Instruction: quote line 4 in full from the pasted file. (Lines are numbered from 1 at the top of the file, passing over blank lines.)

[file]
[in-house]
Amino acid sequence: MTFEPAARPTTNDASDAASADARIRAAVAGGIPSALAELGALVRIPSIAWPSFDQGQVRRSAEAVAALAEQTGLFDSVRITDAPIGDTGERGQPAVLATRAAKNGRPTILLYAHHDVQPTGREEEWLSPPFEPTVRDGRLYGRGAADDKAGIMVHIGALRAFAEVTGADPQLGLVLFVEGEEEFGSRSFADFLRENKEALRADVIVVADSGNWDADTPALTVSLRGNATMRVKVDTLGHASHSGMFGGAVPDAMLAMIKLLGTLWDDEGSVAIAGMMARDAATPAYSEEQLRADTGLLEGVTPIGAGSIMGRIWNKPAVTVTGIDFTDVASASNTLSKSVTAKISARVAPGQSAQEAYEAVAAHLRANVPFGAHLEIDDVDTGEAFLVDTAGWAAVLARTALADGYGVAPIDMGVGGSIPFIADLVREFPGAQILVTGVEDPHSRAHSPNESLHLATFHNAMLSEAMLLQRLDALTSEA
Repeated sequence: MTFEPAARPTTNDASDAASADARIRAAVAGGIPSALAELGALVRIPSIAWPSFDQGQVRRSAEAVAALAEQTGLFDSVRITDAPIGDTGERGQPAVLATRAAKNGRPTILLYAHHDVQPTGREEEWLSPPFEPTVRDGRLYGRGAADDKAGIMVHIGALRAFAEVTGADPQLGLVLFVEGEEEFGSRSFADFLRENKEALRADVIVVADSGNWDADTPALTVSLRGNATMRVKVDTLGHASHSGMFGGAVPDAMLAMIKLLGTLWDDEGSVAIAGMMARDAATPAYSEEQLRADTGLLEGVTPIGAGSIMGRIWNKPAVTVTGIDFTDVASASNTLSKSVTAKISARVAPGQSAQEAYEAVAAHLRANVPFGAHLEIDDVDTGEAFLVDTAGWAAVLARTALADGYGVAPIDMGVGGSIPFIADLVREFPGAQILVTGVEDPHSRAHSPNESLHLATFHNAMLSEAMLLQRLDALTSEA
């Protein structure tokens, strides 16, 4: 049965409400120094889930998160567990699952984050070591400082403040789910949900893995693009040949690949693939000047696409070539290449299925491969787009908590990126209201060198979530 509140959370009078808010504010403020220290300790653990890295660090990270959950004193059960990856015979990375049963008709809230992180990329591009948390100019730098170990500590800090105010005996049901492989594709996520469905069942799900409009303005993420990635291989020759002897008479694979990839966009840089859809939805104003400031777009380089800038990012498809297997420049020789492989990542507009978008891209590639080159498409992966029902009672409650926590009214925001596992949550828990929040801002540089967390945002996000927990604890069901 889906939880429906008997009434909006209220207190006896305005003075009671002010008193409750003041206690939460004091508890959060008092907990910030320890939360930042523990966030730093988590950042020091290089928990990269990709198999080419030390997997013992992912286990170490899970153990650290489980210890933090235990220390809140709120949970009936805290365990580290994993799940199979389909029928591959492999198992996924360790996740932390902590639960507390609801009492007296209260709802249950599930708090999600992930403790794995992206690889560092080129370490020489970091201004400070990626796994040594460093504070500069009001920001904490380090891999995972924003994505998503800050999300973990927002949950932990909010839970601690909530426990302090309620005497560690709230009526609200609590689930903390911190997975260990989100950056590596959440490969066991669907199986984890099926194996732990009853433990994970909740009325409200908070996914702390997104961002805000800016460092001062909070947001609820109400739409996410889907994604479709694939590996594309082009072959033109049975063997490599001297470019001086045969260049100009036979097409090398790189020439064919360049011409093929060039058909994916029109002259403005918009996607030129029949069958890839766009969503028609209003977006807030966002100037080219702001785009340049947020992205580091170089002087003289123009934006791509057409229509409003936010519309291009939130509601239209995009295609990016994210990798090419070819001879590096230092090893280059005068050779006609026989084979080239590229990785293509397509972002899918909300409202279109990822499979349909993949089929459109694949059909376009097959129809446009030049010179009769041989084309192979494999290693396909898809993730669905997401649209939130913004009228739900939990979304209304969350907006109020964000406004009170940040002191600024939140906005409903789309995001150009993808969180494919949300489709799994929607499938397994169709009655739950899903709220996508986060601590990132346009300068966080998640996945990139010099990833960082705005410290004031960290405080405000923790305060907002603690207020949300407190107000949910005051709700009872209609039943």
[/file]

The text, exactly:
């Protein structure tokens, strides 16, 4: 049965409400120094889930998160567990699952984050070591400082403040789910949900893995693009040949690949693939000047696409070539290449299925491969787009908590990126209201060198979530 509140959370009078808010504010403020220290300790653990890295660090990270959950004193059960990856015979990375049963008709809230992180990329591009948390100019730098170990500590800090105010005996049901492989594709996520469905069942799900409009303005993420990635291989020759002897008479694979990839966009840089859809939805104003400031777009380089800038990012498809297997420049020789492989990542507009978008891209590639080159498409992966029902009672409650926590009214925001596992949550828990929040801002540089967390945002996000927990604890069901 889906939880429906008997009434909006209220207190006896305005003075009671002010008193409750003041206690939460004091508890959060008092907990910030320890939360930042523990966030730093988590950042020091290089928990990269990709198999080419030390997997013992992912286990170490899970153990650290489980210890933090235990220390809140709120949970009936805290365990580290994993799940199979389909029928591959492999198992996924360790996740932390902590639960507390609801009492007296209260709802249950599930708090999600992930403790794995992206690889560092080129370490020489970091201004400070990626796994040594460093504070500069009001920001904490380090891999995972924003994505998503800050999300973990927002949950932990909010839970601690909530426990302090309620005497560690709230009526609200609590689930903390911190997975260990989100950056590596959440490969066991669907199986984890099926194996732990009853433990994970909740009325409200908070996914702390997104961002805000800016460092001062909070947001609820109400739409996410889907994604479709694939590996594309082009072959033109049975063997490599001297470019001086045969260049100009036979097409090398790189020439064919360049011409093929060039058909994916029109002259403005918009996607030129029949069958890839766009969503028609209003977006807030966002100037080219702001785009340049947020992205580091170089002087003289123009934006791509057409229509409003936010519309291009939130509601239209995009295609990016994210990798090419070819001879590096230092090893280059005068050779006609026989084979080239590229990785293509397509972002899918909300409202279109990822499979349909993949089929459109694949059909376009097959129809446009030049010179009769041989084309192979494999290693396909898809993730669905997401649209939130913004009228739900939990979304209304969350907006109020964000406004009170940040002191600024939140906005409903789309995001150009993808969180494919949300489709799994929607499938397994169709009655739950899903709220996508986060601590990132346009300068966080998640996945990139010099990833960082705005410290004031960290405080405000923790305060907002603690207020949300407190107000949910005051709700009872209609039943």